Withdrawal from chronic nicotine and subsequent sensitivity to nicotine challenge on contextual learning

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Abstract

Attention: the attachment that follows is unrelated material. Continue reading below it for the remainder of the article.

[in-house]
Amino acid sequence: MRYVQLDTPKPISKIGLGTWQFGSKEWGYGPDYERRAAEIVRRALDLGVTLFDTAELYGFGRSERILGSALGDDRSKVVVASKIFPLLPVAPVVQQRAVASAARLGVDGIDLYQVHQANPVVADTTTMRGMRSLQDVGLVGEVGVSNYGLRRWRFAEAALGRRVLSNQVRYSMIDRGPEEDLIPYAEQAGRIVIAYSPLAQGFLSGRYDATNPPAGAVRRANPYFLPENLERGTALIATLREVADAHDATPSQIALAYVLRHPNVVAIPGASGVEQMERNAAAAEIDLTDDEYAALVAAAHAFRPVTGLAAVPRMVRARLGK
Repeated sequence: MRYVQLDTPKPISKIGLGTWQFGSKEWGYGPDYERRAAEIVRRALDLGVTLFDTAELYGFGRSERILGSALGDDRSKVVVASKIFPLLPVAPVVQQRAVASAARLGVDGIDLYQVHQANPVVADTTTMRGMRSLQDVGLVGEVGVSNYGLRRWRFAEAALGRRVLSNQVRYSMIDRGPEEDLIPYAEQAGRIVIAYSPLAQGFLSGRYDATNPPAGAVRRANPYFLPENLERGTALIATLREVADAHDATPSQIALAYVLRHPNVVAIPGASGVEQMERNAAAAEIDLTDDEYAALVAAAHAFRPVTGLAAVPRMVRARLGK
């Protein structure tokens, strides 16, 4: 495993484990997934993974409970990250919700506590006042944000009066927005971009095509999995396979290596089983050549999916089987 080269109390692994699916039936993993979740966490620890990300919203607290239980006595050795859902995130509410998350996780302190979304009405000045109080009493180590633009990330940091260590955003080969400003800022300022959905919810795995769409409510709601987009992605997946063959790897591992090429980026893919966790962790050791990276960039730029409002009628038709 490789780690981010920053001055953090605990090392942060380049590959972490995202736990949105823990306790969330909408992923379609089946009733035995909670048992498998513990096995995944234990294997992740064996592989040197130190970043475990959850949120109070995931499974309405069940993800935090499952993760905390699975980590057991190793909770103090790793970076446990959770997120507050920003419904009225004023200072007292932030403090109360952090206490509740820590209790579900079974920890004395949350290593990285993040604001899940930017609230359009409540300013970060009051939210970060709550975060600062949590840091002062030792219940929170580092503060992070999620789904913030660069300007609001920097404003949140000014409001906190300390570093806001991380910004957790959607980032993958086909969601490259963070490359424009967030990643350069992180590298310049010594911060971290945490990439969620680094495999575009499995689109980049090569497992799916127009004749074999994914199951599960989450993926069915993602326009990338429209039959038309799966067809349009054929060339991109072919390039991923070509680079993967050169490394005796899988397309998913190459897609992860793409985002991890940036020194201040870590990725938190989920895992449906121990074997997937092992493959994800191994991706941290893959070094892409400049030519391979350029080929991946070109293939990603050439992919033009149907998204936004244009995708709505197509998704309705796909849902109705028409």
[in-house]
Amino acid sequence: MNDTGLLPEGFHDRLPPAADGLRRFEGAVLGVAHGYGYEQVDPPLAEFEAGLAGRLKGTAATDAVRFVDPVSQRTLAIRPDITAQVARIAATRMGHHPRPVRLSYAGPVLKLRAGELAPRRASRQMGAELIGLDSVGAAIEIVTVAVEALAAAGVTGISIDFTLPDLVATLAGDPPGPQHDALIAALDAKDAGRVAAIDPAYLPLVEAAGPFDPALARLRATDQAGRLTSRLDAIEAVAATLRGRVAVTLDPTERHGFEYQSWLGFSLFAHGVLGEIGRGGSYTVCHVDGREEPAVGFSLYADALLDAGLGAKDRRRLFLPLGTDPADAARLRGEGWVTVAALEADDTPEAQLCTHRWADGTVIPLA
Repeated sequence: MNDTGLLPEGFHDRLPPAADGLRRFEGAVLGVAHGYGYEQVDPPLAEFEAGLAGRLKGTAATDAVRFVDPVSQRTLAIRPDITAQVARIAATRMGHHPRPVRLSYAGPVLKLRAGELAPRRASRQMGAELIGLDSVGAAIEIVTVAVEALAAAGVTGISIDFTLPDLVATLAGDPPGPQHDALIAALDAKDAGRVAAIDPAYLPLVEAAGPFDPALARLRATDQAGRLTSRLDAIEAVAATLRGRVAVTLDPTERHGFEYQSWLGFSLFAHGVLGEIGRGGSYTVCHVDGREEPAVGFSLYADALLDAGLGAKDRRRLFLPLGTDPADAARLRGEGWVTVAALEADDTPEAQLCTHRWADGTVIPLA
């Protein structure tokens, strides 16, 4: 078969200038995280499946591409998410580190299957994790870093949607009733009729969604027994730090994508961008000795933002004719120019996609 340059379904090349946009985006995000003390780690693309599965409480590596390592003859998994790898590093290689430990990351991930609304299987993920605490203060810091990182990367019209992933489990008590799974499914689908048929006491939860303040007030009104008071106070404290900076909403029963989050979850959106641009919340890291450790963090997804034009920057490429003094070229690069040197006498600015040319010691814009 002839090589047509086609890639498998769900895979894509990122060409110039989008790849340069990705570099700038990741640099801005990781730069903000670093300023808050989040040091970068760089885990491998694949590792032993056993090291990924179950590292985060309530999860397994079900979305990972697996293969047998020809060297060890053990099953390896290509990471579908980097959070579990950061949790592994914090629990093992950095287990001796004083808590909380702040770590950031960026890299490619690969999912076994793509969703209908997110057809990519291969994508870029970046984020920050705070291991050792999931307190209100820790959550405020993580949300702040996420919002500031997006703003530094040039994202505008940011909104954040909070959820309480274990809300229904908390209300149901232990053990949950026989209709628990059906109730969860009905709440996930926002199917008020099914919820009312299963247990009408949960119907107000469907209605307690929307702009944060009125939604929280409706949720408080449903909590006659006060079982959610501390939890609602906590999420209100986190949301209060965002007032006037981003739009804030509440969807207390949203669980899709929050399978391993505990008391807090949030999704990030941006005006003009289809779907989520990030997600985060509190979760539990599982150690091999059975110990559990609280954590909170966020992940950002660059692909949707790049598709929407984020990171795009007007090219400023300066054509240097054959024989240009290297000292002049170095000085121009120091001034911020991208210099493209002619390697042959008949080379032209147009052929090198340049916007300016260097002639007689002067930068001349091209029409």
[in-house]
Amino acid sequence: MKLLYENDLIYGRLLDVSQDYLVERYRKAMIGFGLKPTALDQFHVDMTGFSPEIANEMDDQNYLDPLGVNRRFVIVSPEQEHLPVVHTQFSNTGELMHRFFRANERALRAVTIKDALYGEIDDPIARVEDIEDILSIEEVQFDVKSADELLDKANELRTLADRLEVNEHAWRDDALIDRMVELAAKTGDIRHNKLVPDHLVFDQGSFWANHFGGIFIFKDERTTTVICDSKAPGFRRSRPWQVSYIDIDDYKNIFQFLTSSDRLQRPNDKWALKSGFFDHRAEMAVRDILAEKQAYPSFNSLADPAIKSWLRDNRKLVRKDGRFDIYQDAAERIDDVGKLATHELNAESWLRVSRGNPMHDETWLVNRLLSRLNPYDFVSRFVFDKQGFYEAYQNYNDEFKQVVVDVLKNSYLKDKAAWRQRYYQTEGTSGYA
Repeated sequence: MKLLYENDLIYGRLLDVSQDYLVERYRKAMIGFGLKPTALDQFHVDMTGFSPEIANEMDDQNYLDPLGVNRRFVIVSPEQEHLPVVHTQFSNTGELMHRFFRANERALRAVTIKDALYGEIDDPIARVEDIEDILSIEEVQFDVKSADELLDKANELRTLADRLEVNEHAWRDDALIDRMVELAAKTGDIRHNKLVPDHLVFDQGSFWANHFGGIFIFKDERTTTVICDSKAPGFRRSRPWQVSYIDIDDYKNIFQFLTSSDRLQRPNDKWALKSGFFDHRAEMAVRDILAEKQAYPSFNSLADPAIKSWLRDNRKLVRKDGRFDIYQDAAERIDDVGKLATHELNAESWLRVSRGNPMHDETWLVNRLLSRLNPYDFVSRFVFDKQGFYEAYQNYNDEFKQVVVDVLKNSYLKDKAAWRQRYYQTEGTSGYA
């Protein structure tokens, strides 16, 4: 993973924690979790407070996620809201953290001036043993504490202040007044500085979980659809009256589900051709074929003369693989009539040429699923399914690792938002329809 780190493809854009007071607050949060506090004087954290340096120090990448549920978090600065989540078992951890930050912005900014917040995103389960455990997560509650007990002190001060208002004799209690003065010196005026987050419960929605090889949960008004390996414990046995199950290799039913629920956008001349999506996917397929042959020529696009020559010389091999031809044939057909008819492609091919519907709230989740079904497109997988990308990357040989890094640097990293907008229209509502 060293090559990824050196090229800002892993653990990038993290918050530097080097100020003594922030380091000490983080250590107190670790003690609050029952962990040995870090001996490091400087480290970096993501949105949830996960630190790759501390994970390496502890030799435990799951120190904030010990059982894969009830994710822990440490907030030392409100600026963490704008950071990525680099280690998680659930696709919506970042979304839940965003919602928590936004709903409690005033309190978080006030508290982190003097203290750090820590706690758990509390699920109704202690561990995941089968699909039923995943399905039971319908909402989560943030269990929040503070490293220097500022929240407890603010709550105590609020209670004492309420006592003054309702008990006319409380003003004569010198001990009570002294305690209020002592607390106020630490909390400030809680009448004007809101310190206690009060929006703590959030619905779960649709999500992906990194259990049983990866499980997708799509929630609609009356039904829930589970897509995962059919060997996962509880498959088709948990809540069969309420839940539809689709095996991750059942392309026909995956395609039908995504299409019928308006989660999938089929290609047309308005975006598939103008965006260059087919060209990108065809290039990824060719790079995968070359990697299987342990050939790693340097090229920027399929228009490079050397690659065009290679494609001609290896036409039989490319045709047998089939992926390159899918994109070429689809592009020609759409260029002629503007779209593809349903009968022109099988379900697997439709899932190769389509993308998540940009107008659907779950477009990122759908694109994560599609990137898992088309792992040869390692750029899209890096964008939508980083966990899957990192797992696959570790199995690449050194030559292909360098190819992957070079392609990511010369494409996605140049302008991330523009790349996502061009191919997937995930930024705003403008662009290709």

Nicotine withdrawal is associated with numerous symptoms including impaired hippocampus-dependent learning. Theories of nicotine withdrawal suggest that nicotinic acetylcholine receptors (nAChRs) are hypersensitive during withdrawal, which suggests enhanced sensitivity to nicotine challenge. Research indicates that prior exposure to nicotine enhances sensitivity to nicotine challenge, but it is unclear if this is due to prior nicotine exposure or specific to nicotine withdrawal. Therefore, the present experiments examined if prior nicotine exposure or nicotine withdrawal altered the effects of nicotine challenge on hippocampus-dependent learning. C57BL/6J mice were trained and tested in contextual conditioning following saline or nicotine challenge either during (24 h after cessation) or after (14 days after cessation) a period of nicotine withdrawal symptoms. Nicotine challenge produced a greater enhancement of contextual conditioning relative to control withdrawal state in mice withdrawn from chronic nicotine for 24 h compared to 14 days and corresponding saline controls. These experiments support the suggestion that during periods of abstinence, smokers may perceive tobacco providing a large boost in cognition.

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